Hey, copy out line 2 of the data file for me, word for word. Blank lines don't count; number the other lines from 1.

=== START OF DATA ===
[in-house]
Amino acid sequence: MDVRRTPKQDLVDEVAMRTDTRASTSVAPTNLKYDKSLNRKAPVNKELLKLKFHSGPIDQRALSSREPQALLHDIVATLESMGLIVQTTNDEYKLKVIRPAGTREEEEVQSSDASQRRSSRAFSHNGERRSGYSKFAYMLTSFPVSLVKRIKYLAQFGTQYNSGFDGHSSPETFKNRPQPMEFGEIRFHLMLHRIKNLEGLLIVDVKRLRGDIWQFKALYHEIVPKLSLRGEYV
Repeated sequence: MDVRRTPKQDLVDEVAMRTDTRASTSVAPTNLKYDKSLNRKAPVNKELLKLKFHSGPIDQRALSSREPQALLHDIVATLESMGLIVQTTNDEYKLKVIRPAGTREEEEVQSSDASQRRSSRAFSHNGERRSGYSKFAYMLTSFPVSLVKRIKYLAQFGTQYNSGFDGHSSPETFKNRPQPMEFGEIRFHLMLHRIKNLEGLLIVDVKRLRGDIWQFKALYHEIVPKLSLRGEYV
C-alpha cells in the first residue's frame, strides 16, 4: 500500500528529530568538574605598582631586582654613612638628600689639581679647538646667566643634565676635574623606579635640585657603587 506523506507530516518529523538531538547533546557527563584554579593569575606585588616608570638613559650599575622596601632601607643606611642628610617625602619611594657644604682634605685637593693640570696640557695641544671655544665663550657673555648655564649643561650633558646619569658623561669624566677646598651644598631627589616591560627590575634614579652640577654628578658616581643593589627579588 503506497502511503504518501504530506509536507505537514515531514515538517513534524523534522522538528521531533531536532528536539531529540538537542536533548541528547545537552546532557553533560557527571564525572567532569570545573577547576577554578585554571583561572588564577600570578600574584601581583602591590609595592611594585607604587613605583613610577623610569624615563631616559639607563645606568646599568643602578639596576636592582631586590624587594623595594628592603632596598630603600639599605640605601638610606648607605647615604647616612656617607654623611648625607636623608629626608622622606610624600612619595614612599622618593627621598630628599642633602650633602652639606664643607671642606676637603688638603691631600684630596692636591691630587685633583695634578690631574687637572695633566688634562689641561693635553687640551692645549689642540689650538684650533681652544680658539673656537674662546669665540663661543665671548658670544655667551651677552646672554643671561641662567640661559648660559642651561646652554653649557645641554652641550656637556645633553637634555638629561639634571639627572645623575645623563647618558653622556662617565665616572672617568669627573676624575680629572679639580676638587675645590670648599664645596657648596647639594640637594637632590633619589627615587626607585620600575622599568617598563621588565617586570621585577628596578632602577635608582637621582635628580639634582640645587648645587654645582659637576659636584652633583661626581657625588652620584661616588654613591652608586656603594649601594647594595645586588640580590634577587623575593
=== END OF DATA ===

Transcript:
Amino acid sequence: MDVRRTPKQDLVDEVAMRTDTRASTSVAPTNLKYDKSLNRKAPVNKELLKLKFHSGPIDQRALSSREPQALLHDIVATLESMGLIVQTTNDEYKLKVIRPAGTREEEEVQSSDASQRRSSRAFSHNGERRSGYSKFAYMLTSFPVSLVKRIKYLAQFGTQYNSGFDGHSSPETFKNRPQPMEFGEIRFHLMLHRIKNLEGLLIVDVKRLRGDIWQFKALYHEIVPKLSLRGEYV